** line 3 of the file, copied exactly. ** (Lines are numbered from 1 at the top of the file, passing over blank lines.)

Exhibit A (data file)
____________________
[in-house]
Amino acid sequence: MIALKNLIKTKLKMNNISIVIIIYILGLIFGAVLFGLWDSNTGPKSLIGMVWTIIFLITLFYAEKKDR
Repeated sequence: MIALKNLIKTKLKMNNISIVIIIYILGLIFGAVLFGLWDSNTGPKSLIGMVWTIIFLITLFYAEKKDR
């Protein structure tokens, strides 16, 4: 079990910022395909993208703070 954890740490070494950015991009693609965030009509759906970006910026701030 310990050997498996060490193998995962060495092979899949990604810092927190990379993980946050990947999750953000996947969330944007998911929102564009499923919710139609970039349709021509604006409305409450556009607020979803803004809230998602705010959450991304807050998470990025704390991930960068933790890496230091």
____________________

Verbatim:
Repeated sequence: MIALKNLIKTKLKMNNISIVIIIYILGLIFGAVLFGLWDSNTGPKSLIGMVWTIIFLITLFYAEKKDR